• How mathematics teachers notice through the way they question, listen to, and respond to student mathematical thinking when using smartphone technology for a one-on-one teacher/student mathematics interviews, and

  • Mathematics education majors’ guided reinvention of definition of limit of a sequence with interactive technology.

A wide range of formats and approaches to scholarship are accepted in CITE–Math, including qualitative, quantitative, and mixed-methodological research studies, theoretical pieces, and innovative practice papers. Papers are reviewed using the following criteria: relevance to technology and mathematics teacher education research, originality, clarity of expression, and literature support.

Mathematics Teacher Educator (MTE)

MTE is a joint online publication with the National Council of Teachers of Mathematics (NCTM). Your subscription is included as a benefit of an AMTE membership. The mission of MTE is to contribute to building a professional knowledge base for mathematics teacher educators that stems from, develops, and strengthens practitioner knowledge. The journal provides a means for sharing  practitioner knowledge related to the preparation and support of teachers of mathematics that is verified and proved over time. The journal is thus a tool that uses the knowledge that mathematics educators gain from their practice to build a trustworthy knowledge base that can be shared with the profession. The journal is thus a tool that uses the personal knowledge that mathematics educators gain from their practice to build a trustworthy base of information that can be shared with the profession. Thus, evidence to support the claims made in the manuscript is needed to foster the trustworthiness of the described practice. Topics in recent issues of the journal include:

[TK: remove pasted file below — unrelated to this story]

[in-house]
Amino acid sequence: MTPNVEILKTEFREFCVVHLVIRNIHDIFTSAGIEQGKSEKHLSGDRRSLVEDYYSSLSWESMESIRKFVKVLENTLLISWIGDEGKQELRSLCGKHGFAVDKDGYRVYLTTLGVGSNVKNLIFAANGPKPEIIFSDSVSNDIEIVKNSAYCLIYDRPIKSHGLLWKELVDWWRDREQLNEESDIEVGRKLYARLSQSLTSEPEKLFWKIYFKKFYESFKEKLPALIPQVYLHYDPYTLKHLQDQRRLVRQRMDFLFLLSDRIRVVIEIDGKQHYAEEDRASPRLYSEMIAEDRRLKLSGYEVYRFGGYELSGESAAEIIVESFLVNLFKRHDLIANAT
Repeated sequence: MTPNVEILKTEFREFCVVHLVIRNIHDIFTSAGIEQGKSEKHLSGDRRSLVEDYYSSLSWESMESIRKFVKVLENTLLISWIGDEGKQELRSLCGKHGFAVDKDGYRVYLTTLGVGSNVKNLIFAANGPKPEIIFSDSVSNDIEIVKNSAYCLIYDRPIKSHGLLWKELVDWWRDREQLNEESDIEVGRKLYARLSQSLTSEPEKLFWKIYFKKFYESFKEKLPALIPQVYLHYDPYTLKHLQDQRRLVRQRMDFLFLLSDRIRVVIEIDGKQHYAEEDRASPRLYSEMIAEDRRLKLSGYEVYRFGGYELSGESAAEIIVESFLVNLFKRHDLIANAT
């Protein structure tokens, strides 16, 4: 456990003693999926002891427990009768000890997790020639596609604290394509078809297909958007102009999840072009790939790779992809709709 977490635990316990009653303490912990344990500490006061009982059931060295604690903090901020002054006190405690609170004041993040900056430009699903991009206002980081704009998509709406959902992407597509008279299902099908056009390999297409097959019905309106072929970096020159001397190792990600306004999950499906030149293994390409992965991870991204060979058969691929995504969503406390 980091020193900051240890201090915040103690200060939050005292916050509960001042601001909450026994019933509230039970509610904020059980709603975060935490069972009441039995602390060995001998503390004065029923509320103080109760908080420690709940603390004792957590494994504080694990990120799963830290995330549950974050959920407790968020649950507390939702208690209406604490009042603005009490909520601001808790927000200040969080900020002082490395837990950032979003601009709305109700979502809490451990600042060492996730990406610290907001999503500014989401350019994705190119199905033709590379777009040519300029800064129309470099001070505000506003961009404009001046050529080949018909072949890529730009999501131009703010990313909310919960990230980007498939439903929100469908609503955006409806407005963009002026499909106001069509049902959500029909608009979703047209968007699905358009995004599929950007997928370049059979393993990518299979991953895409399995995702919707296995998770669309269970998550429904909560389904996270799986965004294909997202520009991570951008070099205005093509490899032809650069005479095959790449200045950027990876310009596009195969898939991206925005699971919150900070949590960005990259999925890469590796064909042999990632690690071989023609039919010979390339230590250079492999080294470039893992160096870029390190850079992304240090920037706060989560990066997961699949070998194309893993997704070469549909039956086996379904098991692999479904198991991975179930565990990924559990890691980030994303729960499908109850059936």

• The development and implementation of an interview module aimed at supporting secondary preservice teachers’ ability to elicit and use evidence of student thinking,

  • A student-centered cultural awareness unit as a resource for mathematics teacher educators who want to explore the issues of culture, equity, and diversity with their preservice teachers but are not sure how and where to start, and

  • A four-part instructional sequence designed to broaden and deepen teachers’ perception of the nature of proof.

Connections

Connections is a quarterly (fall, winter, spring, summer) online publication of AMTE that serves as a newsletter for the organization and offers a peer-reviewed opportunity to disseminate information to the mathematics teacher education community. The Editorial Panel will consider a wide variety of types of submissions including essays addressing questions related to theory and practice, reviews of resources for mathematics teacher educators, research summaries, and news articles related to mathematics teacher education. Each submission undergoes a blind review by at least two members of the Editorial Panel for relevance to the AMTE membership and for quality of work. Authors have an opportunity to work with the Editor to make any needed revisions, as well as to proof the article prior to publication. Recent titles of accepted papers included in Connections include: